Fans travelling from Wales, Scotland, Ireland and Italy with be able to take in a new experience of an historic city as part of the expanded competition as the Southern Kings to stage their ten home games.
The Kings will be rolling out the red carpet at the Nelson Mandela Bay Stadium and if you’re heading to the historic city here’s everything you need to know about Nelson Mandela Bay (Port Elizabeth).
Port Elizabeth, otherwise known as The Bay and now Nelson Mandela Bay to honour South Africa’s most iconic leader, is situated on the Eastern Cape of South Africa and is one of the largest cities in the country.
Nelson Mandela Bay which includes Port Elizabeth, Uitenhage, Despatch and Colchester provides excellent value for money for families looking for a sun destination while following their favourite team on their new South African adventures in the Guinness PRO14.
Also known as ‘the Friendly City’ and the ‘City of Freedom’ Port Elizabeth is home to more than one million people and although British settlers became permanent residents in 1820, the area was first discovered by Bartolomeu Dias, the Portuguese explorer who was seeking a route east in 1488.
The “Bay” was later named “Baia de Lagoa” by navigator and cartographer Manuel de Mesquita Perestrelo in 1576. Then in 1820, 4,000 British Settlers arrived by sea in 1820, to become the first permanent British residents in the Albany District. On 6 June 1820, Sir Rufane Donkin, Acting Governor of the Cape Colony at the time, named the new sea port in memory of his late wife, Elizabeth. (https://www.nmbt.co.za/port_elizabeth.html)
What to see
No matter when you’re visiting one of the country’s major sea ports, you can expect to enjoy warm weather, and Nelson Mandela Bay offers a wealth of water sports.
If you want to explore the city on a personal level, then the 5km trail that follows the footsteps of the 1820 settlers is just for you. Known as the Donkin Heritage Trail and part of the famous Route 67, the walk links 47 national monuments and historic sites across central Port Elizabeth.
The outskirts of Nelson Mandela Bay are brimming with nature and if you’re a fan of wildlife, then you should head to the Addo Elephant Park, home to more than 550 elephants and is the third largest national park in the whole of South Africa.
You can also take in the natural beauty along the Sundays River, which gives you a glimpse of the stunning scenery and heads up to the idyllic Algoa Bay.
Nelson Mandela Bay is littered with phenomenal museums and anywhere you go there are opportunities to sample its impressive culture.
The Nelson Mandela Metropolitan Art Museum would be a perfect place to start on your cultural tour of the city. It is housed in two grand buildings in St George’s Park and is home to a comprehensive collection of South African art as well as craft from the Eastern Cape Province.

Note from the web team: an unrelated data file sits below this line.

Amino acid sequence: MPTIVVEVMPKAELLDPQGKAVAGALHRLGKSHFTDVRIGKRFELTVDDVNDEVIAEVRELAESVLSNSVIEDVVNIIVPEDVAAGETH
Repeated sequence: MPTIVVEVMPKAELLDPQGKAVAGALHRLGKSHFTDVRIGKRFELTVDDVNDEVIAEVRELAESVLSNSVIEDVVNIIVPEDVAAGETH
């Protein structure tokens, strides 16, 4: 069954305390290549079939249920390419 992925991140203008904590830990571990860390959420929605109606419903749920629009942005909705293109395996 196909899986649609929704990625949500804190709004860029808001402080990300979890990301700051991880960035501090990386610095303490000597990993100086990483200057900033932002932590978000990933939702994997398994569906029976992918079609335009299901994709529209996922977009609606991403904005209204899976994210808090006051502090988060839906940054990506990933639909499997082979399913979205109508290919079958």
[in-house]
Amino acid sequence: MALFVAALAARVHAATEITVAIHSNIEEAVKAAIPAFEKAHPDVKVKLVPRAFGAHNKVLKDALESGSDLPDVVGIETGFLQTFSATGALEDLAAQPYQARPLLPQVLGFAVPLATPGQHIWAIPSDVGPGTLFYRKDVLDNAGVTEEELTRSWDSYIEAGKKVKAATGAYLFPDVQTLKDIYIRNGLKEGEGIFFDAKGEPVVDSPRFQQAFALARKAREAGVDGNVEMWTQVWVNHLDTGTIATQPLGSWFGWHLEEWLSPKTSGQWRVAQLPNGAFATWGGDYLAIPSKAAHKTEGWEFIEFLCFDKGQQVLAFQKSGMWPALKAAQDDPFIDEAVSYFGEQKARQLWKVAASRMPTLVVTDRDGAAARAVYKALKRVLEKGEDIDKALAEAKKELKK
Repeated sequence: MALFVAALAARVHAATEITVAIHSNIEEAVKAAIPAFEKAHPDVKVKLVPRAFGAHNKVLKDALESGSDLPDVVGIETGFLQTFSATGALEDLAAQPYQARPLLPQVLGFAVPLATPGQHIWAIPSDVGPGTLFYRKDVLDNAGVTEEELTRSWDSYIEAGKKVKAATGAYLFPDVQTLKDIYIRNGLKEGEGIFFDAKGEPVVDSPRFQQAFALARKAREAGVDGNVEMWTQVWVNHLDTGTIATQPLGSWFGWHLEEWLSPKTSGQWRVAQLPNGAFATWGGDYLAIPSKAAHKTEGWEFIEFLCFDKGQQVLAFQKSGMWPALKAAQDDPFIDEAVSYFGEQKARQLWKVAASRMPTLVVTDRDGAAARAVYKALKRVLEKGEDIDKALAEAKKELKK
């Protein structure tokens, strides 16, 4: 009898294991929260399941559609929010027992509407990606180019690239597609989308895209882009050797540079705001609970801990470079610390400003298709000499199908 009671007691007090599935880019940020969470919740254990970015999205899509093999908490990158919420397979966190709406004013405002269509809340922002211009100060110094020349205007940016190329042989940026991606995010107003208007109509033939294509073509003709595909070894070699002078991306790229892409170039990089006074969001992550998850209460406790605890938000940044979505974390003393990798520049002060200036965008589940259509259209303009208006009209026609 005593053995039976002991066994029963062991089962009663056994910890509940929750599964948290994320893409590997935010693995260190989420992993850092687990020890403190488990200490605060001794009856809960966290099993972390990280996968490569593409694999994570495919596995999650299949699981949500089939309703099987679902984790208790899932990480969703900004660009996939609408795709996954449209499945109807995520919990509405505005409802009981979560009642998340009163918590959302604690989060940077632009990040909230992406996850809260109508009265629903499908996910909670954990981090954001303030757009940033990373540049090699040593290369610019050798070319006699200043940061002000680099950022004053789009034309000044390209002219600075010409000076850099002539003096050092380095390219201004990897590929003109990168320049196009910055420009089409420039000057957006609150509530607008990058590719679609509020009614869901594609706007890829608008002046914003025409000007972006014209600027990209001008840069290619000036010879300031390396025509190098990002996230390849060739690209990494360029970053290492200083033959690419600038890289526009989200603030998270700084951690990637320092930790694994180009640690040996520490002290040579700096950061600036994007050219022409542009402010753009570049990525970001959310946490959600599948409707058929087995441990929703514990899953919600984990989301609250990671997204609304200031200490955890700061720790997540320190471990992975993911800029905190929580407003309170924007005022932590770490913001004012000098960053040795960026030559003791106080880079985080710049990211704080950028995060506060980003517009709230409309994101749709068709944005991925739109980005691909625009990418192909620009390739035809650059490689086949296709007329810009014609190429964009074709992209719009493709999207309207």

One of the most popular open spaces in the entire province, Donkin Reserve, situated along the Garden Route is a must for anyone visiting the area. The area is bustling with beautiful mosaic art as well as the lighthouse which allows you to get a stunning view of Port Elizabeth harbour.
In addition, Cape Recife Lighthouse is one of South Africa’s most iconic lighthouses and packs plenty of history as well – the Cape was given its name by the famous Portuguese explorer Vasco da Gama in 1497. The unmistakable black and white banded tower has stood at the south entrance of Algoa Bay since 1851.
What to do
If you’re looking for an adrenaline kick, then the Maitland Sand Dunes provide the perfect opportunity to test out your sandboarding. They are easily accessible and make their way towards the Maitland Nature Reserve.
There are plenty of excursions for thrill seekers travelling to Port Elizabeth – including the world’s highest bungee bridge, Bloukrans Bridge.
After being picked up at Port Elizabeth International Airport, you will witness some spectacular scenery while taking the plunge.
If sampling nature is your thing then you’re in luck. The Addo Elephant National Park is right on the doorstep of Nelson Mandela Bay while the Kragga Kamma Game Park should also be on your list of places to see.
You can either sleep in the camp or take self-drives during the day where you can see white rhino, buffalo, cheetah, giraffe, zebra and many others.
Eat and drink
It’s no surprise that seafood is widespread throughout Nelson Mandela Bay and sampling its local cuisine is an absolute must.
If you’re looking to enjoy the food and the view then head to Blue Waters Café which gives you a great combination of the two. The steakhouse and seafood restaurant overlooks the Algoa Bay with sunset views you’ll struggle to find anywhere else in the area.
History beckons at Old Austria where you’ll find the oldest restaurant in the whole of Nelson Mandela Bay. The elegantly refurbish Victorian home, it provides fresh fish dishes as well as old Austrian favourites.
Sampling the local tipple is also essential and For the Love of Wine is exactly where you should start if you’re partial to a bottle of red.
If beer is more your taste then Bridge Street Brewery is your calling. This passionate local microbrewery with a fine range of hand selected beers to kick start your matchday experience.
The Southern Kings play their rugby at the Nelson Mandela Bay Stadium, which was built for the 2010 Football World Cup. It is a 46,000-seater stadium in Port Elizabeth and has hosted Springbok matches, as well as South African leg of the World Rugby Seven Series for four years.
If you’re looking to sit in the East Stand, West Stand or Royal Lounge then matchday tickets are available from the Stadium TicketPro office or online at www.ticketpros.co.za
However, scholar tickets in either East or West Stands will only be available to purchase from the Stadium TicketPro Office.
For more information visit: https://www.nmbt.co.za/